1963 saw the production of Mother Goose postponed until February. The pantomime was written by Trudy West and produced and directed by Derek Smith and included something that was rarely seen in amateur productions at that time, the use of ultra-violet in the production of a hand ballet. In the summer of 1963, ten members of the Club spent two weeks on holiday in Cattalica, Italy.
1964 saw the performance of Little Red Riding Hood, produced by Tony Jones. This pantomime also included the use of ultra-violet in the woodland dance performed by Kathleen Gladman, Susan Beale and Stephonie Jones. As the social events had expanded and the annual camping trips to Nutley had by now ceased, it was decided to give their unwanted camping equipment to the 1st Felbridge Scout troop.
There was no pantomime produced in 1965, but a variety concert was put on in late spring called Spring into Summer, which included the Sand Dance, this time performed by Tony Jones and Norman Woodward. There was also a show in July at West Hoathly that was supported by the drama group of the St Lukes Womens Club, produced by Mrs Peters. This was followed in January 1966 by the pantomime Puss in Boots, written by Mrs C, and presented at the new Felbridge Village Hall that had opened in October 1965. After the success of Puss in Boots, the Club presented Review 66 in May. This did not pass without incident and could have proved to be useful material for a future review. The show was due to start at 7.45 pm, but on arrival at the hall it was discovered that there was a power cut. A phone call later and they had been promised limited power by Seeboard. However, by 7.40 there was still no power, so the Club members told the audience that the show was off and returned their ticket money. Minutes before the show was due to start the power was returned and departing visitors were called back, the cast hurriedly took their stage positions and in true show business tradition, the show went on! This was the first revue that the club had put on in nearly ten years and it proved to be a tremendous success. In July, they formed part of the entertainment of the civic concert that was put on in honour of French delegates from Bour-de-Peage Town Twinning. Numbers included, Boots dance routine, songs and a musical hand ballet in ultra-violet called Tijuana Taxi. Songs included La Mer, sung in French by Pam Coleman and a song made famous by Edith Piath, this time sung in English. It was decided that their programme should be compered in French and English, with Patrick Pinot who was French, speaking in French and Pat Quilley in English.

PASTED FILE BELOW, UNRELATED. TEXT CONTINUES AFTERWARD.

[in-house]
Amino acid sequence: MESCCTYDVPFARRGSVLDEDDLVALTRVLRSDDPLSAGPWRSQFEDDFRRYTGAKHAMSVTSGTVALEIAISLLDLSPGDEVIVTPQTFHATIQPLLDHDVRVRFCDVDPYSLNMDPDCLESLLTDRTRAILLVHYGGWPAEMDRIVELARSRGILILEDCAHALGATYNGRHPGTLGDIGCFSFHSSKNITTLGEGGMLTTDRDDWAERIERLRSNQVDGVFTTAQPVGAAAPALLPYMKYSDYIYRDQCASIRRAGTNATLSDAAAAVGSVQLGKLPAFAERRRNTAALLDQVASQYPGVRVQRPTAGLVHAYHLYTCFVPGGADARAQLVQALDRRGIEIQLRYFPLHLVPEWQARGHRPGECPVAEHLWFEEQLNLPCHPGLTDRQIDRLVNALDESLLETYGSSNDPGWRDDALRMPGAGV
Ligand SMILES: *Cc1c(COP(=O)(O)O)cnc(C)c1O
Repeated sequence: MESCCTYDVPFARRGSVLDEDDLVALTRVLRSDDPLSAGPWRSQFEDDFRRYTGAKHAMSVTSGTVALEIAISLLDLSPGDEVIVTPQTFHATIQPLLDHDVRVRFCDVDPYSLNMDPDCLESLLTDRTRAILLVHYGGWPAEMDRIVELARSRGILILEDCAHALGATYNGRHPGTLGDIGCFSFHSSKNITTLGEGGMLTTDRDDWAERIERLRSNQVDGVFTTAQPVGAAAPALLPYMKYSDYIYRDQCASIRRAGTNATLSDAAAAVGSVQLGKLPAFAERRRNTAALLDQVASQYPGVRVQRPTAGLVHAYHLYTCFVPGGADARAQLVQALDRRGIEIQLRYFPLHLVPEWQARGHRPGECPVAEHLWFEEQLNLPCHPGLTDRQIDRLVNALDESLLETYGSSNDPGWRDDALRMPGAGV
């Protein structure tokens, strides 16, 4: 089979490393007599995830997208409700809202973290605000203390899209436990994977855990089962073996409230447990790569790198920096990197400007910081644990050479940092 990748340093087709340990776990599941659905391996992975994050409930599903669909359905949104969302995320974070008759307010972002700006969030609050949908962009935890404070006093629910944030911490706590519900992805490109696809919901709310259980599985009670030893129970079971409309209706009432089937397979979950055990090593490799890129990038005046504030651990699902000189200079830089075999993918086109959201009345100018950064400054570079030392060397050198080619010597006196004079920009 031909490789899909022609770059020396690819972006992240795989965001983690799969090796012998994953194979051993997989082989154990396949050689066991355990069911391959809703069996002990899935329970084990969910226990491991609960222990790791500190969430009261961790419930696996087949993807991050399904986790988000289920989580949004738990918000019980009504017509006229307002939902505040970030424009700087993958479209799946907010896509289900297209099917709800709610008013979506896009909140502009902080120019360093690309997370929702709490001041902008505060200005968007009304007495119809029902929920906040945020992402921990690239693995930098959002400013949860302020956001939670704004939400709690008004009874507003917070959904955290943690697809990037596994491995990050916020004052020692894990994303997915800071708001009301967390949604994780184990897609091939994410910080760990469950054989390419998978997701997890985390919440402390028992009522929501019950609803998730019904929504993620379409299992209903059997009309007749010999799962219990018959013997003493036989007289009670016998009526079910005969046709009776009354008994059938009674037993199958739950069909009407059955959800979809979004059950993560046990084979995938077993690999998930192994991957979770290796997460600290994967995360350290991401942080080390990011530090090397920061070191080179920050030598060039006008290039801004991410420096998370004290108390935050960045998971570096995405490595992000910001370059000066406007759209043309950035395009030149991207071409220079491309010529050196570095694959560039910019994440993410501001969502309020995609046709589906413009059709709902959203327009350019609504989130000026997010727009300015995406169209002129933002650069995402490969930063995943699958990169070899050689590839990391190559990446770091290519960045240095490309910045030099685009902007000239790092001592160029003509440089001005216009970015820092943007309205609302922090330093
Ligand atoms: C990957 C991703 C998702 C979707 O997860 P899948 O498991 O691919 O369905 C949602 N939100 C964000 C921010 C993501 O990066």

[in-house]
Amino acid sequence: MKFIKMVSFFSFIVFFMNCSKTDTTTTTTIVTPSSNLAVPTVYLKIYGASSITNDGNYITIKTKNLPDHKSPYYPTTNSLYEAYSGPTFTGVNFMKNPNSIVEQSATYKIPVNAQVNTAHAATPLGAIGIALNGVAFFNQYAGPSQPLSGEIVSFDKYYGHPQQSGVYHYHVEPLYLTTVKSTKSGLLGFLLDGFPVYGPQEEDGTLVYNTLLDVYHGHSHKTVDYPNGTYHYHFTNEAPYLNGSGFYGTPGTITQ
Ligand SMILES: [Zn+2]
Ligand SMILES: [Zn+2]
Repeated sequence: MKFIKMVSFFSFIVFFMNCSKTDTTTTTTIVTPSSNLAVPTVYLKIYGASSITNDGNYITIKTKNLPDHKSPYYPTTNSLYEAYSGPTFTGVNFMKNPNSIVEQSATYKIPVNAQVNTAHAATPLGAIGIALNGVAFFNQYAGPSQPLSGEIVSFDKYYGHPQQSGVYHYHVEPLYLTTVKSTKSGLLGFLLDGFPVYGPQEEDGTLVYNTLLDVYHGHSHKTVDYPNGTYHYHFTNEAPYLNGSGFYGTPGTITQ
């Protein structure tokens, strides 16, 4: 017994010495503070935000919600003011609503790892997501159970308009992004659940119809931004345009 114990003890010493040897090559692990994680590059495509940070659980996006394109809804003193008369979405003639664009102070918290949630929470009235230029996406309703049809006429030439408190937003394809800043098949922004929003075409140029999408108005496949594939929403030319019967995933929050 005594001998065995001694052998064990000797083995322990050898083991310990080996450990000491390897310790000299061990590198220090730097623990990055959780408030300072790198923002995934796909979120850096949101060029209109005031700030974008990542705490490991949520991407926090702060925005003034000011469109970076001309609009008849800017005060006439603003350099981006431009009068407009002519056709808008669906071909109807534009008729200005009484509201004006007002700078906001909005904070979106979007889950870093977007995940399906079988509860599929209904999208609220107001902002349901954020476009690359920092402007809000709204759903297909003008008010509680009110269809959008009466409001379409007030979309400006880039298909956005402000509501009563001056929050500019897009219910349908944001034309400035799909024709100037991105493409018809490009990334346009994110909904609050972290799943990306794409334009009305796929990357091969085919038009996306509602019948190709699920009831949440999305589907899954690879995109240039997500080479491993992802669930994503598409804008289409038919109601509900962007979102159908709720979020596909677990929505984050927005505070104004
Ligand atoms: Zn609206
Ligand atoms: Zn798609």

This was quickly followed by a short entertainment for the United Womens Social Club and a show at West Hoathly. Later that year they entertained at the Heatherly Cheshire Home, with a repeat of the Review 66, and in November performed in a joint entertainment to welcome the new residents of Whittington College who had recently moved to Felbridge. This included, Tijuana Taxi, and a selection of solo songs and show songs.
1967 saw the annual pantomime, Jack & the Beanstalk, written by Mrs C and produced by Tony Jones. It was during this pantomime season that the Club lost another founder member, namely Jim Cleverley who was to have performed in Jack & the Beanstalk that year. The year also marked the end of an era, as it was to be the last pantomime written by Mrs C, founder of the Club, for several years to come. It was also a time to reflect on the success of the pantomime season. The Adeline Genée Theatre, which had recently opened on the outskirts of East Grinstead, caused great concern as it too produced an annual pantomime and consequently competition for the annual Club production.